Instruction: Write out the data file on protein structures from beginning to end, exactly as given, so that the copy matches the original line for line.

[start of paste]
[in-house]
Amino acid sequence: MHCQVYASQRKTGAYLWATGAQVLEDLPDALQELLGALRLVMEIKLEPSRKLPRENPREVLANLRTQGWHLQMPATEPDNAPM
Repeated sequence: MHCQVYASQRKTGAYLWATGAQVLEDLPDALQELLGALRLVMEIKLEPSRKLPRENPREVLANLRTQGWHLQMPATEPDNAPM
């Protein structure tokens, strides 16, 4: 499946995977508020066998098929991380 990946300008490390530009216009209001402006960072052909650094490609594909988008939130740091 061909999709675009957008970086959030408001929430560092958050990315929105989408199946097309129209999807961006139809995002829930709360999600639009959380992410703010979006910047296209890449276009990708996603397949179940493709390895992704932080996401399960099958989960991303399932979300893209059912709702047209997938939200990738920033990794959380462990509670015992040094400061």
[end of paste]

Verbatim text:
[in-house]
Amino acid sequence: MHCQVYASQRKTGAYLWATGAQVLEDLPDALQELLGALRLVMEIKLEPSRKLPRENPREVLANLRTQGWHLQMPATEPDNAPM
Repeated sequence: MHCQVYASQRKTGAYLWATGAQVLEDLPDALQELLGALRLVMEIKLEPSRKLPRENPREVLANLRTQGWHLQMPATEPDNAPM
């Protein structure tokens, strides 16, 4: 499946995977508020066998098929991380 990946300008490390530009216009209001402006960072052909650094490609594909988008939130740091 061909999709675009957008970086959030408001929430560092958050990315929105989408199946097309129209999807961006139809995002829930709360999600639009959380992410703010979006910047296209890449276009990708996603397949179940493709390895992704932080996401399960099958989960991303399932979300893209059912709702047209997938939200990738920033990794959380462990509670015992040094400061």